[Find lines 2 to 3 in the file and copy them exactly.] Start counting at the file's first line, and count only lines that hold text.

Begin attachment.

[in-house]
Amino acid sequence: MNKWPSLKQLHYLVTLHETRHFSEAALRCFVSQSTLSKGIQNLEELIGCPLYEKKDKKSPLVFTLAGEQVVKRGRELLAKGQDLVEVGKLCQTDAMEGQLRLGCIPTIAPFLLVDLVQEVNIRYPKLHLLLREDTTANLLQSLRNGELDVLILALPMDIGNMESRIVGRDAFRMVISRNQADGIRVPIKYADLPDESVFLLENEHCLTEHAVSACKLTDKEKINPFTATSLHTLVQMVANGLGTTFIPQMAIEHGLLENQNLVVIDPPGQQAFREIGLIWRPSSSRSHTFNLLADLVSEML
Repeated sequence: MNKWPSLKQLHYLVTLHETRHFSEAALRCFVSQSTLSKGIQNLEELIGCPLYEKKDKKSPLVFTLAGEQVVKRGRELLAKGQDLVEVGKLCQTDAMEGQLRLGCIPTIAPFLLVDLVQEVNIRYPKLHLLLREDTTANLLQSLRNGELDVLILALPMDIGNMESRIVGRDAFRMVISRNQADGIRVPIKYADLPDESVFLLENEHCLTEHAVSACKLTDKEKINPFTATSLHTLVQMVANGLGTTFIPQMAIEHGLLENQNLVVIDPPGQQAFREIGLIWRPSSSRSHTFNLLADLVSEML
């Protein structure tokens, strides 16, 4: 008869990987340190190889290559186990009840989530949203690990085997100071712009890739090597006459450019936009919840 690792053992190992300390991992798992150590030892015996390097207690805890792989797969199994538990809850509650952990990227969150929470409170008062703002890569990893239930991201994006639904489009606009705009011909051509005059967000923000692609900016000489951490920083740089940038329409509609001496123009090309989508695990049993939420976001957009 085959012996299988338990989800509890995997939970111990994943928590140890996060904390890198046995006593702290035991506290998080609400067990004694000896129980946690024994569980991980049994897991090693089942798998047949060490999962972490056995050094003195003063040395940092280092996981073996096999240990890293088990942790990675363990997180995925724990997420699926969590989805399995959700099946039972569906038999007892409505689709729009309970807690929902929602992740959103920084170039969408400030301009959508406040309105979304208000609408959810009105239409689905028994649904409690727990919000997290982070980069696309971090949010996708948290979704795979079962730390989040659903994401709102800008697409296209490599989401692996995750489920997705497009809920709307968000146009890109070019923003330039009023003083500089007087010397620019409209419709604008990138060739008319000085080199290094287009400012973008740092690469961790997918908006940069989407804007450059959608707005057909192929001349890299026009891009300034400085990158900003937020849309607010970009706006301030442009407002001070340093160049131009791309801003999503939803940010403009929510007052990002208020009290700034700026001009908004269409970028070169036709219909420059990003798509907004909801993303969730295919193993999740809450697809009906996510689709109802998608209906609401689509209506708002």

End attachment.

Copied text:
Amino acid sequence: MNKWPSLKQLHYLVTLHETRHFSEAALRCFVSQSTLSKGIQNLEELIGCPLYEKKDKKSPLVFTLAGEQVVKRGRELLAKGQDLVEVGKLCQTDAMEGQLRLGCIPTIAPFLLVDLVQEVNIRYPKLHLLLREDTTANLLQSLRNGELDVLILALPMDIGNMESRIVGRDAFRMVISRNQADGIRVPIKYADLPDESVFLLENEHCLTEHAVSACKLTDKEKINPFTATSLHTLVQMVANGLGTTFIPQMAIEHGLLENQNLVVIDPPGQQAFREIGLIWRPSSSRSHTFNLLADLVSEML
Repeated sequence: MNKWPSLKQLHYLVTLHETRHFSEAALRCFVSQSTLSKGIQNLEELIGCPLYEKKDKKSPLVFTLAGEQVVKRGRELLAKGQDLVEVGKLCQTDAMEGQLRLGCIPTIAPFLLVDLVQEVNIRYPKLHLLLREDTTANLLQSLRNGELDVLILALPMDIGNMESRIVGRDAFRMVISRNQADGIRVPIKYADLPDESVFLLENEHCLTEHAVSACKLTDKEKINPFTATSLHTLVQMVANGLGTTFIPQMAIEHGLLENQNLVVIDPPGQQAFREIGLIWRPSSSRSHTFNLLADLVSEML